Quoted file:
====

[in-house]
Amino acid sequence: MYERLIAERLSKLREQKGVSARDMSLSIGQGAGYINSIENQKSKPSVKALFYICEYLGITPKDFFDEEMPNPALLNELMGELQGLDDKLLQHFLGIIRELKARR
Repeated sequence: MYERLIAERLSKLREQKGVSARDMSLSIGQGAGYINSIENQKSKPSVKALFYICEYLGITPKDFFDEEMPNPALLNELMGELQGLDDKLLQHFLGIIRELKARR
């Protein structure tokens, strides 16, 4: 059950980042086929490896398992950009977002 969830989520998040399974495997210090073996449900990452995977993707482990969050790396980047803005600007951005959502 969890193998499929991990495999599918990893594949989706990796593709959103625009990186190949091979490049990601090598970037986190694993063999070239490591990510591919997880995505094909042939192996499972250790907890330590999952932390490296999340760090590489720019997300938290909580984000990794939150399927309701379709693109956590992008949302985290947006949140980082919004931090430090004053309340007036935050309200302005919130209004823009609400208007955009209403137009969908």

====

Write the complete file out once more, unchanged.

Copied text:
[in-house]
Amino acid sequence: MYERLIAERLSKLREQKGVSARDMSLSIGQGAGYINSIENQKSKPSVKALFYICEYLGITPKDFFDEEMPNPALLNELMGELQGLDDKLLQHFLGIIRELKARR
Repeated sequence: MYERLIAERLSKLREQKGVSARDMSLSIGQGAGYINSIENQKSKPSVKALFYICEYLGITPKDFFDEEMPNPALLNELMGELQGLDDKLLQHFLGIIRELKARR
């Protein structure tokens, strides 16, 4: 059950980042086929490896398992950009977002 969830989520998040399974495997210090073996449900990452995977993707482990969050790396980047803005600007951005959502 969890193998499929991990495999599918990893594949989706990796593709959103625009990186190949091979490049990601090598970037986190694993063999070239490591990510591919997880995505094909042939192996499972250790907890330590999952932390490296999340760090590489720019997300938290909580984000990794939150399927309701379709693109956590992008949302985290947006949140980082919004931090430090004053309340007036935050309200302005919130209004823009609400208007955009209403137009969908």